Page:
29 December 2019

Martinique and Joyeux Noël

We planned on staying in Martinique just a few days. Two weeks and five harbors later, we reluctantly wrapped up our exploration of this fantastic French island to continue our voyage northward.

Captain Linda Perry Riera


After a 12 hour challenging sail from St. Vincent, Argon nestled in to the extensive bay at St. Anne on the southern coast of Martinique. This vast area of good holding in 15 foot depths abutting a precious town made for a welcoming introduction.

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Later, a brief but jaunty down-wind sail to the southwest harbor of Anse DÁrlet (definitely on our all time top 10 list), we enjoyed the pristine water, jovial beach and attractive hillside town.

For a change of pace we also anchored in the urban harbor of the capital city of Fort de France before setting off on an easy short early morning hop to Anse A L'Ane for a couple of nights.

The last few days on the island were perhaps the highlight of our Martinique experience anchored close to shore on an skinny swath of sand in Saint-Pierre at the base of Mt. Pelée along the northwest coast. Saint-Pierre overflows with tragic history from the infamous Mount Pelée eruption in 1902 killing nearly 30,000 people and destroying the city.

St. Anne Harbor was a welcome respite after a long difficult sail from St. Vincent.

Large sea turtles are very common in these waters. We saw the most at St. Anne and Anse DÁrlet.

The rolly down-wind sail along the southern coast through Passe Des Fous. Rocher Du Diamant is prominent in the background.

The spectacular harbor of Anse DÁrlet on the southwest coast (one of our all time favorite harbors).

Anchored near a huge cruise ship in the big city of Fort de France.
Morning sail from Anse A L'Ane to Saint-Pierre.

Harbor of Saint-Pierre with the impressive 4000+ ft Mt. Pelée volcano in the background.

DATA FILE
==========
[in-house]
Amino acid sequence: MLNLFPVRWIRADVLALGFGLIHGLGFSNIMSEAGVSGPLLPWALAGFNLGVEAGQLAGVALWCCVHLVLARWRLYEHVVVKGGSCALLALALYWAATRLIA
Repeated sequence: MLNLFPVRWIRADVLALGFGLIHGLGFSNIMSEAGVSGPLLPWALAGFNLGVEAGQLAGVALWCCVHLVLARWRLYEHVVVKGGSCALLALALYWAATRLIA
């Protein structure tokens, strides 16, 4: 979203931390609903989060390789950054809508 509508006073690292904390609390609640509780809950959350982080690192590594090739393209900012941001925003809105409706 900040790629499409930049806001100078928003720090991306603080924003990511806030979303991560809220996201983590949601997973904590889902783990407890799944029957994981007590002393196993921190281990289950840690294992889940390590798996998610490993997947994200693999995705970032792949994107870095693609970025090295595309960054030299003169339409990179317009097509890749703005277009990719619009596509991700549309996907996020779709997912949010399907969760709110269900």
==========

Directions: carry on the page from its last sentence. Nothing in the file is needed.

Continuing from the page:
Anchored in Saint-Pierre with Mt. Pelée in the background.

Exploring Land

We were able to get to land quite a bit while in Martinique. Sometimes it was to work, but mostly it was for exploration. Martinique, like all the French islands, is great for provisioning with well stocked markets, good quality produce, excellent wine and cheeses, and reasonable prices. Investigating shops, visiting chandleries, and embarking on rural and urban hikes were a great way to get lots of exercise and experience the island intimately.

Embarrassingly, we still know no French aside from a handful of standard phrases and pleasantries. It is a surprising barrier considering the focus on tourism in the country. However, the vast majority of people were either friendly or neutral about our lack of local language skills. (This is in contrast to the unwelcome vibe in much of Guadeloupe.) Google Translate is of great help in the French islands.

Fantastic, extensive trail along the southeastern coast from St. Anne to Saline Beach.

Vigorous hike along the southwest coast.

Great grilled food along the beach in Anse D'Arlet.

Interesting cascading lights pouring out of the Hotel De Ville in Anse D'Arlet. These are made of thousands of used plastic water bottles.

Close up of the plastic water bottle cascade.

Beautiful glowing plastic garbage mirage at night. Also a reminder of the immense permanent trash we create.